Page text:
Ethiopia's parliament has voted to replace the leadership of the northern state of Tigray. Clashes there have raised fears that the country is sliding ever closer to a civil war that could destabilize the entire region.
Ethiopia's upper house of parliament on Saturday voted to replace the leadership of the country's northern state of Tigray with an interim administration.
The decision gives Prime Minister Abiy Ahmed the power to enact measures against a leadership in the Tigrayan capital, Mekelle, that he and his government see as illegal.
"The interim administration will appoint officials, ensure the respect for rule of law, approve the region's budget and facilitate the process of conducting elections," said the federal government.
The conflict in Tigray results comes after a breakdown of a ruling coalition. The two factions, previously allies, now view one another as illegitimate.
In a statement on Saturday, Abiy said "criminal elements cannot escape the rule of law under the guise of seeking reconciliation and a call for dialogue."
He said the military operations aim to "end the impunity that has prevailed for far too long."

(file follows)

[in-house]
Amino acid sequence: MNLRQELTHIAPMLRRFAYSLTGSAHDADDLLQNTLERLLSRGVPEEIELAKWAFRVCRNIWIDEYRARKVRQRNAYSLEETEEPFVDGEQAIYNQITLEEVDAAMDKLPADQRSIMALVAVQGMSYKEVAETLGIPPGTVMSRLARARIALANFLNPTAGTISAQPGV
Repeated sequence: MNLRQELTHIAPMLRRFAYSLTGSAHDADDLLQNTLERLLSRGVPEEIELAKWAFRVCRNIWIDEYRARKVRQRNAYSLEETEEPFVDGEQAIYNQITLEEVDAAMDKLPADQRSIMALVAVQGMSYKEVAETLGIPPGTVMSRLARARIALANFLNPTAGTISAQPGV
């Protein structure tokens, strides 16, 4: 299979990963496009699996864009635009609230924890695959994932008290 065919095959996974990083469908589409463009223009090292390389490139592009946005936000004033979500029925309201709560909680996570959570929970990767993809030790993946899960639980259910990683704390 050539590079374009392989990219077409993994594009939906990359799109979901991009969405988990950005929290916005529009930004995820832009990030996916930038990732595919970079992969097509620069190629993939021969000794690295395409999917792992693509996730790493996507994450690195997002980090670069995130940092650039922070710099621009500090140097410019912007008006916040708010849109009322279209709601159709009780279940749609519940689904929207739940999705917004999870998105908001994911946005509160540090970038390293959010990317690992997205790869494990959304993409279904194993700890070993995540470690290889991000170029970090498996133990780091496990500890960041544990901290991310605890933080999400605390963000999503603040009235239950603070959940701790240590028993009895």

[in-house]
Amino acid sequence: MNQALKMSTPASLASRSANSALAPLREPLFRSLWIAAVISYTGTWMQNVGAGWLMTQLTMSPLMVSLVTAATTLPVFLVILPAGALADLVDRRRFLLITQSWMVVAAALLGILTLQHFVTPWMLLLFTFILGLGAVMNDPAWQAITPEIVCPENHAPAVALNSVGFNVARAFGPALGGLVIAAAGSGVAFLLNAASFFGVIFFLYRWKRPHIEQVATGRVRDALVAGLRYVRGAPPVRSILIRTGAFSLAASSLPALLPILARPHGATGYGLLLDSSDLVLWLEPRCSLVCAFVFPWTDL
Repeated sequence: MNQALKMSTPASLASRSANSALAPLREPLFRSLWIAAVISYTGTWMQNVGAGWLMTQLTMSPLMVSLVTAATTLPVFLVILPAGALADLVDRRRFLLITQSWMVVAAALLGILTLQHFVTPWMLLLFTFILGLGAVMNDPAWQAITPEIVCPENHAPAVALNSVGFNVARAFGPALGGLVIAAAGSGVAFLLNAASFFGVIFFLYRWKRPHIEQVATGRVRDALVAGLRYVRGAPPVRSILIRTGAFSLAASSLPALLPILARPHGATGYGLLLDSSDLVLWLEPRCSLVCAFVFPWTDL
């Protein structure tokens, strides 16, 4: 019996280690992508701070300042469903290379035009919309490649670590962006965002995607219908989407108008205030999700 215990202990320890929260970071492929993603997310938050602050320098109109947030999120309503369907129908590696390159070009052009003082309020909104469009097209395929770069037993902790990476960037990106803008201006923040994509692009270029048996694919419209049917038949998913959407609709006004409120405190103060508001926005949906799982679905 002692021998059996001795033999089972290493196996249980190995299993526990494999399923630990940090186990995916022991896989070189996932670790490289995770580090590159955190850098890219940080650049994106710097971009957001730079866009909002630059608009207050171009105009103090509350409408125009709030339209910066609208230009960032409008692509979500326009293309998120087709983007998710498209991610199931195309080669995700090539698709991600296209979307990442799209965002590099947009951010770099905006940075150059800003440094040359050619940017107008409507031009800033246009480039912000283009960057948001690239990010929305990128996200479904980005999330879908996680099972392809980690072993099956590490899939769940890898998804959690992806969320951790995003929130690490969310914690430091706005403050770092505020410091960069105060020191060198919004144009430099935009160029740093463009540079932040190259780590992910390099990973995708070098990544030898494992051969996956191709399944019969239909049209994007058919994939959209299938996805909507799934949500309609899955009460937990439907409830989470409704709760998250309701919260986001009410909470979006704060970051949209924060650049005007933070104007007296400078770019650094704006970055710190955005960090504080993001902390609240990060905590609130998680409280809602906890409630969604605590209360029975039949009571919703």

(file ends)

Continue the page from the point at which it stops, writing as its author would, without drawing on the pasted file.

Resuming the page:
Abiy -- a Nobel Peace Prize winner -- vowed continue air strikes in the region after jets bombed targets there on Friday. The air strikes followed reports that Tigrayan forces had seized control of federal military sites and weapons.
The state's ruling Tigray People's Liberation Front (TPLF) posted a message on the regional government's Facebook page on Saturday saying it would win the "justified" war.
"Tigray's people are now armed with modern weaponry that could reach the seat of the infidels," it added, an apparent reference to the Ethiopian capital, Addis Ababa. The message did not refer to the decision taken by the federal parliament.
Moving towards worst-case scenario?
There are real fears that a civil war in Africa's second-most populous country -- with 110 million people -- could destabilize neighbors such as Sudan, Eritrea and Somalia. There are also fears that other parts of Ethiopia might seek to break away from the federation.
The TPLF had played a prominent role in Ethiopia's military and ethnic federal political system as part of a ruling alliance. That changed when Prime Minister Abiy Ahmed introduced sweeping political reforms that helped earn him the Nobel Prize.
The changes left the TPLF feeling marginalized, and it broke away when Abiy attempted to transform the coalition. The TPLF accused Abiy of trying to alter the constitution and remove guarantees of considerable autonomy from various ethnic regions.
Ethiopia's regions enjoy considerable autonomy, such as having their own security forces, their own parliaments, and the right to a referendum for self-rule.
The last straw came when the central government canceled elections that were scheduled to take place in August because of the coronavirus.
The TPLF and other parties in the region set up their own election in September, with the subsequent row culminating in the current crisis.
rc/dj (AFP, dpa, AP, Reuters)